All CACs in my area have fairly standard behaviour when it comes to dialing local numbers. Also, this behaviour is quite different than normal direct-dialing. Normally, you dial the whole number as one string, and the entire string is parsed at once. However, certain CACs can be made to match at the thousands block, instead of waiting for the entire string to be dialed. The situations that will cause a CAC to match at the thousands block are as follows. Note that it is assumed that the conditions below are prefixed with a CAC. Note that these are also general situations, there are specific situations that can cause other specific intercepts, those will be listed and explained later.

1. Dialing a local number that is in the same exchange (NXX) as you.
For example, if my number was “780-444-5555″, and I dialed, “1010424-1-780-444-5556″, my pattern would be matched at the thousands block (which is the first “5″, in case you weren’t aware), and will immediately intercept. The exact intercept it gives is discussed later.

2. Dialing a local number that is outside of the city you live in.
For example, if I lived in Edmonton, and I dialed an exchange in Sherwood Park (which is just outside of Edmonton), such as 464, it would again, intercept at the thousands block. Sherwood Park is normally a local call when direct dialed.

3. Dialing a cellular prefix within your city.
For example, if “903″ is a cellular prefix in Edmonton, then dialing “1010424-1-780-906-6″ will intercept after I dial the thousands block (the last “6″), before I can finish entering the number.

All of these conditions will give the same intercept. As soon as you finish dialing the the thousands block, it will ring for a certain amount of time, then the call will intercept to a recording of “Your local call is proceeding. There is no need to dial long distance. Thank you, from Telus.” Then, you’ll hear a quarter-second snippet of some other intercept recording on the switch (which is a documented DMS bug that has never been fixed, likely because it occurs so rarely, and isn’t really an annoyance). Following the snippet, you will hear ringing. You will then hear an intercept message. Note that the intercept message can sometimes come on *before* the ringing, and the ringing will be heard overlayed on the error message. The error message states, “The number you have called cannot be completed as dialed. Please check the area code and number before trying again, or dial 411 for directory assistance.” This error will repeat three times, and on the third time, it will but off before it can get to the word, “assistance.” Also note that dialing a local number prefixed with a CAC doesn’t actually go through the CAC. So, even though you might not have Bell Canada long distance, you can still dial a local number (subject to the previous requirements) prefixed with a CAC.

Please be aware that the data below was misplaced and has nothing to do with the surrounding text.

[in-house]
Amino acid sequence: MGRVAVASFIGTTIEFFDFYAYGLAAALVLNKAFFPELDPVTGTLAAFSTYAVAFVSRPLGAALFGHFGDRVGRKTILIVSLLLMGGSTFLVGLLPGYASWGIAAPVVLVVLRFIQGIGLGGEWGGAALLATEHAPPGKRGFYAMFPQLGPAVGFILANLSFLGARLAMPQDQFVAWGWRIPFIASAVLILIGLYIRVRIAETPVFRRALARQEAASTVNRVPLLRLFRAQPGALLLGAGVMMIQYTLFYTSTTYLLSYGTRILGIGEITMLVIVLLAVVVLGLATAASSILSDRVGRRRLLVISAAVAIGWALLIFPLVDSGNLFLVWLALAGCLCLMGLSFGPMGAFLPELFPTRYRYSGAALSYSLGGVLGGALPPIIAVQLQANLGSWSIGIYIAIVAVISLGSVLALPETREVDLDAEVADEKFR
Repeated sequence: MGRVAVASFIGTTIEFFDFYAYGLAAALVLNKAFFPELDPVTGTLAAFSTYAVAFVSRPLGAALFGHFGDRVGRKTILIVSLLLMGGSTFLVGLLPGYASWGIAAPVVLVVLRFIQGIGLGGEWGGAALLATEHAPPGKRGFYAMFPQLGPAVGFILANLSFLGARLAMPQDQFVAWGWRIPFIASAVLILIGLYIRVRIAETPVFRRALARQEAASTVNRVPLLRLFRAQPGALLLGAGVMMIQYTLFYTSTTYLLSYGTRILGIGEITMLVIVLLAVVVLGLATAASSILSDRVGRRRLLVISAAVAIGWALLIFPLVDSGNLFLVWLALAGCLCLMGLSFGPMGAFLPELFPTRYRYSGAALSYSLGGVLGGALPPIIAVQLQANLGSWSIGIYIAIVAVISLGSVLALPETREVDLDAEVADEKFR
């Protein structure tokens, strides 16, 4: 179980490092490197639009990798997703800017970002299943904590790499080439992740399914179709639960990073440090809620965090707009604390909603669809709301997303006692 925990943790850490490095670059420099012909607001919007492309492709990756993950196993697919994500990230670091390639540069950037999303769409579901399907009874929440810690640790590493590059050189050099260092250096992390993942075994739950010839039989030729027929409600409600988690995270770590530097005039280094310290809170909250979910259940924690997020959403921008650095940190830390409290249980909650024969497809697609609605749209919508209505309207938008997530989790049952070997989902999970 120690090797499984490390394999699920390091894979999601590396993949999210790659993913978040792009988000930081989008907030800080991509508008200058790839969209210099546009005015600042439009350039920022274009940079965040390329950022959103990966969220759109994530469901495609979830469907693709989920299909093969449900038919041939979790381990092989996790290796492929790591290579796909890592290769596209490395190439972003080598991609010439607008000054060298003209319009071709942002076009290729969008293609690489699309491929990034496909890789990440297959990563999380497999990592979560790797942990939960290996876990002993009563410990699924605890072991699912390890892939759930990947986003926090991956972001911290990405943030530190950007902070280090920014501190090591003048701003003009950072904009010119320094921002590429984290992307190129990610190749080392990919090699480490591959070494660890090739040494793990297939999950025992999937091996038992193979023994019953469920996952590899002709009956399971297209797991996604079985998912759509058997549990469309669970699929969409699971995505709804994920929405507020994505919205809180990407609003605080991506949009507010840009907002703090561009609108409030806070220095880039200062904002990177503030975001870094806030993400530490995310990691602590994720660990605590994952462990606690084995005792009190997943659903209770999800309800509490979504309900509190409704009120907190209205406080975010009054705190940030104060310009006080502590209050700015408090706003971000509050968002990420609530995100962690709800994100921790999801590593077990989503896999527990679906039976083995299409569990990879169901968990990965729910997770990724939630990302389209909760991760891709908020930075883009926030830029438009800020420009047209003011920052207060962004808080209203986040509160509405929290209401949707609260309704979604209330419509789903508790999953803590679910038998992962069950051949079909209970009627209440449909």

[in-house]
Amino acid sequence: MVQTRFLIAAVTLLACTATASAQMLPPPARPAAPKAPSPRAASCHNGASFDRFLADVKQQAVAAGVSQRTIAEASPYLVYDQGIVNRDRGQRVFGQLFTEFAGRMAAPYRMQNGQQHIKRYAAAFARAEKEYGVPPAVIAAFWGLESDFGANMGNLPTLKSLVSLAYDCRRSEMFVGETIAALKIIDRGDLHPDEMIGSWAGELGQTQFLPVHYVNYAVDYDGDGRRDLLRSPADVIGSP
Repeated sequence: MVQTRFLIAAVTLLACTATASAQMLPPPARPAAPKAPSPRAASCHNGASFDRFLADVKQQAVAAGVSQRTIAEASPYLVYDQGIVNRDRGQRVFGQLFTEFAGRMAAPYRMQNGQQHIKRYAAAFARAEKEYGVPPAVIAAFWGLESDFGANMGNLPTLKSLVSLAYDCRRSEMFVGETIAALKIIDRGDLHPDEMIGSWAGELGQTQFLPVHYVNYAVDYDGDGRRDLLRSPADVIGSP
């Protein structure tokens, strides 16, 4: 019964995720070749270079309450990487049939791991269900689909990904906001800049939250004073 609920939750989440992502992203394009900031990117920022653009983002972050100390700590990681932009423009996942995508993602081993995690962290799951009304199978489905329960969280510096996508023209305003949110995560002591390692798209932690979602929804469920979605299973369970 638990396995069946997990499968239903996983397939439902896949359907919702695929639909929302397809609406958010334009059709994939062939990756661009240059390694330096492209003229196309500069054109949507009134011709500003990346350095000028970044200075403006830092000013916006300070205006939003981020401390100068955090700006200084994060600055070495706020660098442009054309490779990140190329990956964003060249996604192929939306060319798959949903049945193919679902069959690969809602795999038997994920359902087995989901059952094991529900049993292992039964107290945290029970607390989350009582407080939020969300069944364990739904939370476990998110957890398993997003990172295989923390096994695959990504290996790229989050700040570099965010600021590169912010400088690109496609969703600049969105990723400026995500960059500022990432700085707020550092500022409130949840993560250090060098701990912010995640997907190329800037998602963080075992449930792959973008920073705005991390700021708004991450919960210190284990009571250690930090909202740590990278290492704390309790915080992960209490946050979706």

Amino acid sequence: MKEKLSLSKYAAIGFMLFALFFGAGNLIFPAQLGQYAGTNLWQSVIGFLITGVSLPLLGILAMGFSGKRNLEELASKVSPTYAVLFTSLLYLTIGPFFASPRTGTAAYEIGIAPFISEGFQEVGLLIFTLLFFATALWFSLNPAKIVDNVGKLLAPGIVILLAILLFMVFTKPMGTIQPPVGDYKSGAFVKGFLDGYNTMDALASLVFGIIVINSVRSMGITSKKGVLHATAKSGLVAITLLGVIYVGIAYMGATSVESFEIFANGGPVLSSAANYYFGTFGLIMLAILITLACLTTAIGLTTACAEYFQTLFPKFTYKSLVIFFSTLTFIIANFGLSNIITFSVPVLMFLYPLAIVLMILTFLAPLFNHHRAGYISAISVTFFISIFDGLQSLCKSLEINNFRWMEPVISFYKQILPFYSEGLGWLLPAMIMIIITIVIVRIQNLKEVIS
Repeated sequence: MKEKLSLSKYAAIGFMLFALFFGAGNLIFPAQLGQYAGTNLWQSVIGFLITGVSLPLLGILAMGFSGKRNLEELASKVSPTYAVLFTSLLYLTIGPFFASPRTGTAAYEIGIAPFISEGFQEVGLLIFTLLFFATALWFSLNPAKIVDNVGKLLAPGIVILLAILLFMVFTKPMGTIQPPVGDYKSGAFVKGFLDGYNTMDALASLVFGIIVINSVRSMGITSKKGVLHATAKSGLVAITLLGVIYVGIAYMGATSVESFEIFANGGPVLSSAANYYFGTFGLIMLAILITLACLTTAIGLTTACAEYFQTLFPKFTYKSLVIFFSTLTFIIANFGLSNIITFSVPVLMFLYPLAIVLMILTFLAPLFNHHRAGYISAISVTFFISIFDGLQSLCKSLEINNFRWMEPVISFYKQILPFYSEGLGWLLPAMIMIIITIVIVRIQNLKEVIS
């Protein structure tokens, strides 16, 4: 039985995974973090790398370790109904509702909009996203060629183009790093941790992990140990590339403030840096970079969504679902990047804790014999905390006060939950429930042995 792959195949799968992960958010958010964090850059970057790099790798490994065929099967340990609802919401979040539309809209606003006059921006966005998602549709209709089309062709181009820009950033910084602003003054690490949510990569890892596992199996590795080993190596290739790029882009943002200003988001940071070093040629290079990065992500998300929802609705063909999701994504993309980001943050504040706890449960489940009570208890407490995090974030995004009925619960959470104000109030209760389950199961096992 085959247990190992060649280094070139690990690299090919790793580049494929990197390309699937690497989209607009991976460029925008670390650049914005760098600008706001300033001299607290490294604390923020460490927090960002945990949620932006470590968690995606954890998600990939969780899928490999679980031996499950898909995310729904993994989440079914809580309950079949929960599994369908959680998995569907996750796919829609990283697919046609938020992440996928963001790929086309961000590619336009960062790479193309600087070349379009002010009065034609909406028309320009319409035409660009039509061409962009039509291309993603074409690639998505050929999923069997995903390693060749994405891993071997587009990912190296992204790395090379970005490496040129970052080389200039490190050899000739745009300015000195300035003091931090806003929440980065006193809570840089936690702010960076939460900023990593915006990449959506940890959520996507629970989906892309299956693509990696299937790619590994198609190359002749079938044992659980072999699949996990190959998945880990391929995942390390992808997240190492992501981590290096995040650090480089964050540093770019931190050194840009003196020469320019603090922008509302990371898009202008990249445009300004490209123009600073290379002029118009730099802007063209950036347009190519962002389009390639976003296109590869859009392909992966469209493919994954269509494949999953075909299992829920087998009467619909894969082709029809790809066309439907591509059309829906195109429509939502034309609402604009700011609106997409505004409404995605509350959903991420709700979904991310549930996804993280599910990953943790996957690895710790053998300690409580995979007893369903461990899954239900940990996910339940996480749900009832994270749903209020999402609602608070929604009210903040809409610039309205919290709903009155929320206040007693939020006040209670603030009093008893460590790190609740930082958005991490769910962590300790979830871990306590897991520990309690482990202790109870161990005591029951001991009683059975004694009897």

A bit more on local calling through CACs. I wanted to get another viewpoint on this interesting situation, so I called up the Telus Network Operations Center, and talked to a fellow in DMS Switching, Jason. He was on break, but he took some time to talk to me, which I really appreciate. When I explain what I had encountered with not being able to call cellular numbers, or out-of-city numbers through any CACs, he noted a few things that he thought might cause that. He mentioned that it was possible that the switches would not route *local* calls prefixed with a CAC from tandem to tandem, but would only route them from tandem to end-offices. So, any end-offices not directly connected to the tandem would not be able to be contacted, and he speculated that was why only calls within the city of Edmonton could be made through the CACs. Of course, this was speculation, and it would be appreciated if someone outside of Edmonton could verify that you really can, only call numbers in your city. I also discussed the issue of not being able to call numbers on your own exchange with Jason, he attributed it to switch programming as well, but neither of us were aware of any particular hardware restriction or regulation that would require it to be so. By all rights, it should work. Either way, thanks Jason for the comments!